David Brooks, the famous columnist for The New York Times, is one of my favorite conservatives. He is one of my favorite conservatives because, among his other virtues, he is not a Tea Party nut. These days you get bonus points for being both a conservative and politically sane.
Normally I find Brooks to be a thoughtful man of the right, even if I frequently find myself scratching my head and wondering, given all that the right has become in the age of Rush Limbaugh and Fox “News,” why such a bright man remains a man of the right. Then, every now and then, Brooks gives us a hint as to why he continues to fight on the same side that people like Ted Cruz and Rand Paul fight.
A few days ago, the Times published his latest column (“The Stem and the Flower“), his first “in three months” he told us, and if you read the piece closely, you can see why he persists in addressing us as a conservative.
He begins by asking this question:
How much emotional and psychic space should politics take up in a normal healthy brain?
He ends by answering:
I figure that unless you are in the business of politics, covering it or columnizing about it, politics should take up maybe a tenth corner of a good citizen’s mind. The rest should be philosophy, friendship, romance, family, culture and fun.
Hmm. How nice of Mr. Brooks to quantify for us how much of our mental resources should be devoted to politics. He may or may not have the number right. It might be a little more or it might be a little less. Or much more or much less. I confess I don’t have the slightest idea what a healthy dose of politics might be. I suppose it depends on where you stand, or maybe where you have fallen.
But what I do know is that rich people, especially in post-Citizens United America, can devote themselves to politics all day—every day—because their politically dedicated money never sleeps, even when they do. It never stops working for the political interests of its donors, even if those donors choose to spend time reading Nietzsche or, more likely, Nozick. While the rest of us, if we ever had the fleeting luxury of not worrying about our jobs or our health care or our children’s education, might be thinking about philosophy or about culture or about having fun, all the political money that wealthy people invest in politics and political advocacy would just keep right on working to make sure it accomplishes the mission it was sent out to do.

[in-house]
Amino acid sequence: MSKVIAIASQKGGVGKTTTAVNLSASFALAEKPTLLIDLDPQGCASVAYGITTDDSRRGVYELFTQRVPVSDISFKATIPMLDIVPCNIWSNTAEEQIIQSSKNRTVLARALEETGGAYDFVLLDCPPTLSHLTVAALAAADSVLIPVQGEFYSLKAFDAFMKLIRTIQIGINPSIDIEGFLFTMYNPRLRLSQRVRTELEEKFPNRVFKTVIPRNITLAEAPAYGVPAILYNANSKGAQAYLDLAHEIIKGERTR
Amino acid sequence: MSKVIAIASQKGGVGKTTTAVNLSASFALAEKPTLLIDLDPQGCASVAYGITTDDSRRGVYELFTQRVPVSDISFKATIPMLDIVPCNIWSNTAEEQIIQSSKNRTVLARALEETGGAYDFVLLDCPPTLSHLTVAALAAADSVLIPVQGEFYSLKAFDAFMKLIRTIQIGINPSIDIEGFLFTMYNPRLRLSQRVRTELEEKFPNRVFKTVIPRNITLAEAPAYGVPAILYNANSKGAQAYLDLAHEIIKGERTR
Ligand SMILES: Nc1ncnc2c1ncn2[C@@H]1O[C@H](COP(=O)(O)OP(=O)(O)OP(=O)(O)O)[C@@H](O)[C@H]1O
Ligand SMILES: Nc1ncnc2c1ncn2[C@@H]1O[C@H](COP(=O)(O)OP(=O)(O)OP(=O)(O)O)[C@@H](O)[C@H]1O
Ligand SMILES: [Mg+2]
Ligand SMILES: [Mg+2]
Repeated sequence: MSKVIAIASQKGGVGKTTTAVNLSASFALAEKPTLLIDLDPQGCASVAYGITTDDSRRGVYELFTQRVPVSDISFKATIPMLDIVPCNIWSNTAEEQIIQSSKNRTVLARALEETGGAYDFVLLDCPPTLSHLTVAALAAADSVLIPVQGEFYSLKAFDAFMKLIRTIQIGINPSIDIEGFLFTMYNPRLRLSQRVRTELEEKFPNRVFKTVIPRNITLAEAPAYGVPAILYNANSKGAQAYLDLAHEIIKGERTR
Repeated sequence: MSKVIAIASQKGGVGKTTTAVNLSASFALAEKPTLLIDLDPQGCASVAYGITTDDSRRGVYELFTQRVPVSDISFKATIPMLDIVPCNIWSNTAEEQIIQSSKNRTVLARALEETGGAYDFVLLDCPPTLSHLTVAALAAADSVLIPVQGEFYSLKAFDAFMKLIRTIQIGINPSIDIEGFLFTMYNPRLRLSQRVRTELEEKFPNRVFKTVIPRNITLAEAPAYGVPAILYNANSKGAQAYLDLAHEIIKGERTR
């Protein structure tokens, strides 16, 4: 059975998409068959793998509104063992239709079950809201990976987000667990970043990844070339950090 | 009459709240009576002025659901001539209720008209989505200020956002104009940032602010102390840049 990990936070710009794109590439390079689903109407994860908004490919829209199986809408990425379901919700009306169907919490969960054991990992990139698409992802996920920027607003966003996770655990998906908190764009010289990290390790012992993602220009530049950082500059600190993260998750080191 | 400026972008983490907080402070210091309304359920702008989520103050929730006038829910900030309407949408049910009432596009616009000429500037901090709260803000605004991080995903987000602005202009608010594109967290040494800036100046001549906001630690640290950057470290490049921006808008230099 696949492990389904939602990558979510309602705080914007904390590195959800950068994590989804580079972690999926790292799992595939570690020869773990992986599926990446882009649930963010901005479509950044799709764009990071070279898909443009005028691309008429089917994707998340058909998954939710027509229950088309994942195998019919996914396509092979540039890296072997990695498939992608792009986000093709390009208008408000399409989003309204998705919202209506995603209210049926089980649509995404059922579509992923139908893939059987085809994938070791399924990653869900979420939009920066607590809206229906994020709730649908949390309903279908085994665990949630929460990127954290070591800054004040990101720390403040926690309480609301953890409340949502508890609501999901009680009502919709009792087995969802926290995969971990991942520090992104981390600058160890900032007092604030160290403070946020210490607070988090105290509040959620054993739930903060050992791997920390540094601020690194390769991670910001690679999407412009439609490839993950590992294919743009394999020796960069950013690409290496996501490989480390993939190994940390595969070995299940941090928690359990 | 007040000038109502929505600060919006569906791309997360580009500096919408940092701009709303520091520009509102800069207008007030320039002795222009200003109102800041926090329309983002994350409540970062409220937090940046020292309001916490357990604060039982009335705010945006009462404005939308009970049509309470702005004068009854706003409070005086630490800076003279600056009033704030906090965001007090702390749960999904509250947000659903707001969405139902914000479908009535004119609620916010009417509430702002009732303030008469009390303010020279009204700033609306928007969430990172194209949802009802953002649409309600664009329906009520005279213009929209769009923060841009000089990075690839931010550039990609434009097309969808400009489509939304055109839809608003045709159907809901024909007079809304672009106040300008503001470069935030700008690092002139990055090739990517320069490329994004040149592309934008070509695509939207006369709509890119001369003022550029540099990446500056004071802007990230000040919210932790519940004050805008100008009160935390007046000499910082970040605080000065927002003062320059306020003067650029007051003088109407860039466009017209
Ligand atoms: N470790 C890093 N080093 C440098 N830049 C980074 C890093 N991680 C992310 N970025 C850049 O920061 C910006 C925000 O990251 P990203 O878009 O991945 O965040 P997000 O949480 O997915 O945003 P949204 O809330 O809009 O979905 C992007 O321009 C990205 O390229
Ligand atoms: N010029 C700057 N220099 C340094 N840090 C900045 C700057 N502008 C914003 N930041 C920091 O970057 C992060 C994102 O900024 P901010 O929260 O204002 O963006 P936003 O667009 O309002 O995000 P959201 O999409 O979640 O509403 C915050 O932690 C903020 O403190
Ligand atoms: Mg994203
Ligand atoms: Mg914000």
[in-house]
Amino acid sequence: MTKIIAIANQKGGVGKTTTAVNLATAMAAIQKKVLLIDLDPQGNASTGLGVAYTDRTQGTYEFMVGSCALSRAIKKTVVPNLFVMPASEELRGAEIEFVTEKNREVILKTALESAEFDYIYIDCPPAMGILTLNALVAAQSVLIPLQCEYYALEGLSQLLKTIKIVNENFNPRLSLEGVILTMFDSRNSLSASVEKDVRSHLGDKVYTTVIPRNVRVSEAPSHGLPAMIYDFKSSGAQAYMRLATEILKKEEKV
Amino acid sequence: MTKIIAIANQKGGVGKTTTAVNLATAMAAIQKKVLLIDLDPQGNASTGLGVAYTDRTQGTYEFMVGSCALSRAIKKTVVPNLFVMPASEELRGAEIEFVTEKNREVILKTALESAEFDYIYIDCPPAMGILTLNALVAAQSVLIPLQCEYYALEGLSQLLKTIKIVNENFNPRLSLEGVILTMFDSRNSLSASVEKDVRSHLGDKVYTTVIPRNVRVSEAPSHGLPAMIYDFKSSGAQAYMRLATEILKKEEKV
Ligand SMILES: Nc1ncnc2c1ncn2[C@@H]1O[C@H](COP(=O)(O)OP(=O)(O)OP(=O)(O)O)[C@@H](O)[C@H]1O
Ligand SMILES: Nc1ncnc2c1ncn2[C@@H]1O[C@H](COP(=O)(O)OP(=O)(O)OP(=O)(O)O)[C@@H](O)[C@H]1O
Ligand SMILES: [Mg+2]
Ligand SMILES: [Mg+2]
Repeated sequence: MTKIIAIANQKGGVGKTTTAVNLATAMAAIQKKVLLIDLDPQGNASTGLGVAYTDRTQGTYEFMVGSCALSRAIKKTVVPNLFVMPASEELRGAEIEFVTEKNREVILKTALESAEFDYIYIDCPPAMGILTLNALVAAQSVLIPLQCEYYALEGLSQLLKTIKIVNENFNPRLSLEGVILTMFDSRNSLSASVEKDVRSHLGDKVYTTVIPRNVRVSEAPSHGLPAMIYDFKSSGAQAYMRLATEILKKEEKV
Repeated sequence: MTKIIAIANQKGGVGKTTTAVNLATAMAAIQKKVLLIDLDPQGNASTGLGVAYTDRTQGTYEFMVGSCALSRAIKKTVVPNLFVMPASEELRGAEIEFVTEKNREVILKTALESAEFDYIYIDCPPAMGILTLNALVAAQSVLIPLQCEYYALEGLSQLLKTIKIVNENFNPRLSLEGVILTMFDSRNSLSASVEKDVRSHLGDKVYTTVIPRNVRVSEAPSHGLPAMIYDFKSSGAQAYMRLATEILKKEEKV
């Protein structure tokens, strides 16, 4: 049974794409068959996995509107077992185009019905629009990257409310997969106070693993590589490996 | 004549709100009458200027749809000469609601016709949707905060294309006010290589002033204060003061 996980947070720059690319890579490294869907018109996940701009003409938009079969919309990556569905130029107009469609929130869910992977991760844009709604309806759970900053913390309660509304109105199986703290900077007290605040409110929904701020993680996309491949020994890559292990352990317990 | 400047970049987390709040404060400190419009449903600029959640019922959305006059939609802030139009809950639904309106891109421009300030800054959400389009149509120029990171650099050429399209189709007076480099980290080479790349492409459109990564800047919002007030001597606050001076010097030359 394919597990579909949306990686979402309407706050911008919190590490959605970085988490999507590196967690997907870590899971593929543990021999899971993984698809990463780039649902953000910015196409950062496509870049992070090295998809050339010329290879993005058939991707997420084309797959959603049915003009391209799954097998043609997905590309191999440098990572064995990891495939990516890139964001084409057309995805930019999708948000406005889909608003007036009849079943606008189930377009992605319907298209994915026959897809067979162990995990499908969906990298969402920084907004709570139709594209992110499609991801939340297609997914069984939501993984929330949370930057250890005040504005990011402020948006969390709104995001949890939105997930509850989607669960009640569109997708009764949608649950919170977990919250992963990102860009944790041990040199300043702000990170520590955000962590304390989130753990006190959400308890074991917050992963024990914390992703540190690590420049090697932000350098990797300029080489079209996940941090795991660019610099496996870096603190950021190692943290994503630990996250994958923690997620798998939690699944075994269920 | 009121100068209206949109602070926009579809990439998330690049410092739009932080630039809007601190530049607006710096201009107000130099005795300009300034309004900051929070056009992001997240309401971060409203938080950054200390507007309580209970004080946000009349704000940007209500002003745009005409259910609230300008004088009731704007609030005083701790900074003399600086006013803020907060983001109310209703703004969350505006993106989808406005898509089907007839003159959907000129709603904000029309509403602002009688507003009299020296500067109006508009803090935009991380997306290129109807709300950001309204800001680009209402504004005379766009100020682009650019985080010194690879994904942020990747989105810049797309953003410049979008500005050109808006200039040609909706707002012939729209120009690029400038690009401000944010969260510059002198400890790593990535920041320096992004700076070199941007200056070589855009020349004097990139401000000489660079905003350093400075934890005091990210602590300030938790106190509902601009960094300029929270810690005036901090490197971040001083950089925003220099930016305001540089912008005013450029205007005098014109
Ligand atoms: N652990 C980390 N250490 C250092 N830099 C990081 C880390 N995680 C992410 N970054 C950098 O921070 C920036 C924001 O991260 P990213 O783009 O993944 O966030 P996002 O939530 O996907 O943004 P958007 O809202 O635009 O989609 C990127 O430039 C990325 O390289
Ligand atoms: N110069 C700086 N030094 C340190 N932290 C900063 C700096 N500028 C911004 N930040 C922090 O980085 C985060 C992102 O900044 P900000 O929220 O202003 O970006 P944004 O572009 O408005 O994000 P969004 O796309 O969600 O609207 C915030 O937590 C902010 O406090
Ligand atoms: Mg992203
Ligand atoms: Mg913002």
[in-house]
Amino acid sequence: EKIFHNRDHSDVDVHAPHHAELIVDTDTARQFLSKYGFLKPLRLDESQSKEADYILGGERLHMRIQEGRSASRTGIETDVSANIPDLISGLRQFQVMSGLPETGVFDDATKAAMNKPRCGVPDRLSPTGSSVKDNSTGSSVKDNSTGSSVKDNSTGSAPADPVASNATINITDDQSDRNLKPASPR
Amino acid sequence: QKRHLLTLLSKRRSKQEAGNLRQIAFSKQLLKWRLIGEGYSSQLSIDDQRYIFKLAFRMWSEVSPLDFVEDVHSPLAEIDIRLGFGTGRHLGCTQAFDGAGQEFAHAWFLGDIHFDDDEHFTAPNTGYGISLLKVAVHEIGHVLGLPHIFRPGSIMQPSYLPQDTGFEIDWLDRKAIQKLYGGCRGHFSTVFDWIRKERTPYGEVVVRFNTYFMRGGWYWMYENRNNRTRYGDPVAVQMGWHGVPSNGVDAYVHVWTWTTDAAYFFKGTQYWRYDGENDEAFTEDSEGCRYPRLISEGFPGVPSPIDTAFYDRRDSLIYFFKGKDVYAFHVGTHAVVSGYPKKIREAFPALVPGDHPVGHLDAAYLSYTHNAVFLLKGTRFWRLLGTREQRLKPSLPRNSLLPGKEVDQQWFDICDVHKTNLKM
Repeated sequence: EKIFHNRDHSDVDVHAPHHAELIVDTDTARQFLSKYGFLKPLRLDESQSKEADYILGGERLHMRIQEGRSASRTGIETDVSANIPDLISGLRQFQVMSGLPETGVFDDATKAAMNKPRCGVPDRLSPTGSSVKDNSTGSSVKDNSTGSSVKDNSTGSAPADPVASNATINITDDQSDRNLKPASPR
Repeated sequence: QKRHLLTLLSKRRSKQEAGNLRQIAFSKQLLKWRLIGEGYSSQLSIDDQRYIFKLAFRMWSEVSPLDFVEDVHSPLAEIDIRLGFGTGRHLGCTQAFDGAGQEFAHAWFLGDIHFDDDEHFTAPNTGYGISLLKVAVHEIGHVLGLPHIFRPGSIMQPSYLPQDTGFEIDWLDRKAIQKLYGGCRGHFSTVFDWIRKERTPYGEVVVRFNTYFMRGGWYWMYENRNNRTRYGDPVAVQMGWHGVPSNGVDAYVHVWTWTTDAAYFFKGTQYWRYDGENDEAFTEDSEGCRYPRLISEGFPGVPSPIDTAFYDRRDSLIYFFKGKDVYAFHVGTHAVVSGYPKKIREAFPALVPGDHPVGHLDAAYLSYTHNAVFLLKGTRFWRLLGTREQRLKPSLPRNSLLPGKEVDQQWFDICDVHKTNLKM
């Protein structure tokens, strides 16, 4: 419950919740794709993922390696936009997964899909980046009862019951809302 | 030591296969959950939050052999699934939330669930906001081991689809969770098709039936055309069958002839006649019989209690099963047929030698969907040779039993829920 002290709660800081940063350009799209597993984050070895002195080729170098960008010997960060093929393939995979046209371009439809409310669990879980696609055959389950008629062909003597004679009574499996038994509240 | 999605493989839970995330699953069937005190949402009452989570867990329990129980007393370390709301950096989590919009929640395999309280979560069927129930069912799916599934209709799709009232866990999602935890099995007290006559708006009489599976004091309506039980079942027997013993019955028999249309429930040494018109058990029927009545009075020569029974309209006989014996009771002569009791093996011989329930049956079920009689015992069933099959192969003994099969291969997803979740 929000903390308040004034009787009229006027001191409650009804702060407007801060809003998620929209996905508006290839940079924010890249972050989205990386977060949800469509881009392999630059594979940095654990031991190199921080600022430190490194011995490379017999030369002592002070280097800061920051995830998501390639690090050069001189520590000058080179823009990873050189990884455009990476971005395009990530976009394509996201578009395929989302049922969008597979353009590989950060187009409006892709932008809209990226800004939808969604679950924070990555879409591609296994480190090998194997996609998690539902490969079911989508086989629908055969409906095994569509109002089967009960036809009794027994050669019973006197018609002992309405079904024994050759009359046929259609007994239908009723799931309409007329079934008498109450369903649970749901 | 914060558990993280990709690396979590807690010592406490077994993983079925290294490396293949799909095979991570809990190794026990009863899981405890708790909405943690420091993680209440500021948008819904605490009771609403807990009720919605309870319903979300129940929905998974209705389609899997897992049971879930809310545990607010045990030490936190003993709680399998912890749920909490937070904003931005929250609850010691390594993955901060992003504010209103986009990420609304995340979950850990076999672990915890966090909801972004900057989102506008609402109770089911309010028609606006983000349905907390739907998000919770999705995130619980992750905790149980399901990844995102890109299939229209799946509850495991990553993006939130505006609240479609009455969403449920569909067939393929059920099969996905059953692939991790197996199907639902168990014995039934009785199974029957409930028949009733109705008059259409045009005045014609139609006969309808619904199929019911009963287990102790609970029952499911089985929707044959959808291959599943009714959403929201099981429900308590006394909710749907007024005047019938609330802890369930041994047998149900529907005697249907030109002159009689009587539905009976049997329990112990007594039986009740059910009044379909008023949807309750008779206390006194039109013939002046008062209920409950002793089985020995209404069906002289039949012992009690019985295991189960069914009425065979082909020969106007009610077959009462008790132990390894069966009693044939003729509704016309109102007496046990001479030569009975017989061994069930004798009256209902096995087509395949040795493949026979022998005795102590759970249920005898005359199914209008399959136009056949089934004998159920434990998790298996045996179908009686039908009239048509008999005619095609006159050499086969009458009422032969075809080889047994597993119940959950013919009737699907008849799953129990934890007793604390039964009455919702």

And Mr. Brooks, a very smart man, never bothers to mention that. He doesn’t bother to mention that our politics is distorted by the influence of moneyed interests. He ignores the fact that the policies our politics produces are often carved into puzzle-like shapes, pieces that when put together happen to nicely complete a picture of a society in which, increasingly, the rich get richer while most everyone else struggles for stagnation.
Yes, it would be nice if all of us had enough free time to enjoy philosophy, culture, and, for sure, having lots and lots of fun. But the truth is that most people have to work hard and hope that their job doesn’t get shipped overseas and that their health holds up long enough for them to enjoy, in their retirement years, the freedom to ignore politics.
As sad as it is that Brooks neglected to mention the primacy of money in our political system, that’s not really the most revealing idea in his column, in terms of why the non-Tea Party writer and thinker continues to call plays for the Republican Party offense. He writes:
We should start by acknowledging that except for a few rare occasions — the Civil War, the Depression — government is a slow trudge, oriented around essential but mundane tasks.
Imagine you are going to a picnic. Government is properly in charge of maintaining the essential background order: making sure there is a park, that it is reasonably clean and safe, arranging public transportation so as many people as possible can get to it. But if you remember the picnic afterward, these things won’t be what you remember. You’ll remember the creative food, the interesting conversations and the fun activities.
That sounds reasonable, doesn’t it? He is right that people who go to the park for a picnic usually don’t remember the government’s role in maintaining it, or remember its role in creating and maintaining the roads or rails that got them there. That’s certainly true. But it’s also true that if the park were run down and dirty, if there were weeds everywhere and the roads were filled with potholes, or there were no public transportation available that enabled people to get to the park, then people would certainly remember that, wouldn’t they? They would remember government’s failures, if only because a willing gaggle of journalists would be eager to point out those failures, even to those who have never picnicked in a park or who would never want to.
What Brooks is saying is that if government does its job well, if it provides a public space that is readily usable, if it provides the infrastructure that makes public spaces and picnics in the park possible, then people will focus on the food and the fun. He’s right about that. But then he continues: